WITH March shaping up to be a cracker, it is this time of year we tend to see solid weather patterns come through. On the plus side, the school holidays are a distant memory and the swell keeps most of the smaller craft inside the river, making for quieter conditions offshore. Inshore selection
The best fishing will be had over the next few months when conditions allow, with spanish mackerel in good numbers, and spotted mackerel and good longtail coming through. We can expect to see wahoo, queenfish, mahi mahi and fat coral trout from the inshore reefs. By now most offshore anglers will have bagged a big spaniard from the great fish that turned up late January and into February.
If you are yet to score, the bigger fish including wahoo and an occasional large longtail are taking slow-trolled dead bait species. Small mack tuna, pike, garfish, slimy mackerel and saury all make excellent troll bait. Come in and take a look at the great range of gear for rigging the perfect bait, including nose cones, wire, skirts and solid rings.Inshore selection
If trolling lures is your thing then Samaki Redic and Halco Laser Pro lures are very popular and come in a wide range of enticing colours. With mackerel often sitting deep, particularly after rain, owners of downriggers will do very well because you can send any lure or bait as deep as you want. Come in and ask us how these work if you aren’t getting the bite but know the fish are there.
Spotted mackerel are being taken on a trusty metal slug in the 25-40g size, with Halco Twisty and Gillies Baitfish lures being the pick. High speed retrieves are key to catching mackerel or tuna, as is swapping the hooks for a quality inline single jigging hook such as a Mustad Kaiju. Doing this leads to the faster and safer unhooking of fish, not to mention a stronger hook-up.Inshore selection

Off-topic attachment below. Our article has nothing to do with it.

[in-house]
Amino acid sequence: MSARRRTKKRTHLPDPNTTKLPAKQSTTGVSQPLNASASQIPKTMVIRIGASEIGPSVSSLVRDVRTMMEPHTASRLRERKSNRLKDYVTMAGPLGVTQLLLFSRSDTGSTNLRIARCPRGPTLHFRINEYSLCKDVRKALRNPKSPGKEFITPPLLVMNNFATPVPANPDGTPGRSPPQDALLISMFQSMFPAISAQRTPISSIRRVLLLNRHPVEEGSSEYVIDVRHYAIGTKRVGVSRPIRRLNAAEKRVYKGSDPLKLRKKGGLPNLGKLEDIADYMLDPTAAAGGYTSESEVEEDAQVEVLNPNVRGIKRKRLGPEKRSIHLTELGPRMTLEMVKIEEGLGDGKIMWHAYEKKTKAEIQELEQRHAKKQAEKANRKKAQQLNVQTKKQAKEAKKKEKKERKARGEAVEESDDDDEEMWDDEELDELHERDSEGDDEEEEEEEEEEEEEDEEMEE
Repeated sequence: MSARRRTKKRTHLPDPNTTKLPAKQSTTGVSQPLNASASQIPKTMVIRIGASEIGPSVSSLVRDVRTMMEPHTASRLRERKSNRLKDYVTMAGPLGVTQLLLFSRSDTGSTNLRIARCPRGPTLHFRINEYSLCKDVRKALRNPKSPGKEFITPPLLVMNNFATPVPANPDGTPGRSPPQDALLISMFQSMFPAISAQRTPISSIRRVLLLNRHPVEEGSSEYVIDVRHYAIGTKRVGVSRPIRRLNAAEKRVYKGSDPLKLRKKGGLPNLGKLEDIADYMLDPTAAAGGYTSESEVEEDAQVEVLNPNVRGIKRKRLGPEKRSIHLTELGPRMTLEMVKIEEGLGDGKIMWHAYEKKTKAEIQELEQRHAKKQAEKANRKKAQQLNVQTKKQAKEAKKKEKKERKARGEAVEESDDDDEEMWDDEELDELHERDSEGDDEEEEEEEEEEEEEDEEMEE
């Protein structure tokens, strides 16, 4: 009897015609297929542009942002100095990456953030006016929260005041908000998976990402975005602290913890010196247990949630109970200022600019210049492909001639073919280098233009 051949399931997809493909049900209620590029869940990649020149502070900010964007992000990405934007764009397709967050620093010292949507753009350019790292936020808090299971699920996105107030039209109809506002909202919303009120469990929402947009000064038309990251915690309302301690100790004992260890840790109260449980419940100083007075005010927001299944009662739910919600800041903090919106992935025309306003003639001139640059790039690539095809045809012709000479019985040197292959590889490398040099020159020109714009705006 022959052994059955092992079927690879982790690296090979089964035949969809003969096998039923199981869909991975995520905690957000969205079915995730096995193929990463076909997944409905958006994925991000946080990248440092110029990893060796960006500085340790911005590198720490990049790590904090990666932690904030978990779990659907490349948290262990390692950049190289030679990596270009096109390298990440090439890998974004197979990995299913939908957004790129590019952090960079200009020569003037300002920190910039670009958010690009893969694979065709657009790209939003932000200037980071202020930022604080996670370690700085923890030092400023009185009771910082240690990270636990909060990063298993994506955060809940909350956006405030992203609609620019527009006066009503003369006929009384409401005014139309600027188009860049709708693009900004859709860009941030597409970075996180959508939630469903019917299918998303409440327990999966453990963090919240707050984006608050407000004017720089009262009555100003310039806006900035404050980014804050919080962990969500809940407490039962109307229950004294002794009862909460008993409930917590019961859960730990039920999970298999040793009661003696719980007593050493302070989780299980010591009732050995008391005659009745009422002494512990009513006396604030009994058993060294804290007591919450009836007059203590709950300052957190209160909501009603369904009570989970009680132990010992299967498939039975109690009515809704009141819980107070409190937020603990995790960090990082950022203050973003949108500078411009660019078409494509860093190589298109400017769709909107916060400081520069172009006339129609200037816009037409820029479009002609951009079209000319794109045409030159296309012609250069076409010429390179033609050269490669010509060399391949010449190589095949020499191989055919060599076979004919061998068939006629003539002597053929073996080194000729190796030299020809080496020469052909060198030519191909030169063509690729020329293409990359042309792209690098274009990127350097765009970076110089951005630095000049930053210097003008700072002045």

Lastly, if you are losing lures then come and ask us how to tie a haywire twist with single strand wire. This twist requires no tools and is certainly the best way to hang on to your lures for longer during a hot bite. Halls Reef and Jew Shoal play host to a mixed bag of reef fish with species including snapper, sweetlip, coral trout, cod, cobia and tuskfish.
Most fish take live bait species such as pilchard, squid and fresh mullet strips. Quality coral trout are bitting well on Sunshine Reef with live yellowtail scad and big pilchard being the better bait options. Don’t forget to keep your bait hard on the bottom when chasing trout, and lock that drag down and hold on. Another technique worth trying on reef fish is slow jigging.Inshore selection
Slow-fall jigs such as a Samaki Ribcage fluttering to the bottom have been responsible for many a big fish. Be sure to swap out the stock hooks to a pair of Decoy Middle Pike Twin Assist in a 3/0 size to ensure the best hook-up. Come in and check out the range of rods from Oceans Legacy, particularly the element range which are well balanced and designed for slow-pitch jigging.
In the Noosa River, bream and whiting have been on the chew at the river mouth, the dog beach and Frying Pan areas. Live bait species such as worms and yabbies have been the winners, so break out your yabby pump. Using a basic running sinker rig with a Mustad Size 4 Bloodworm Long Shank hook and a 6lb fluorocarbon leader is the way to target bigger fish. This rig also allows you to cover a lot of ground and search for fish in the current.Inshore selection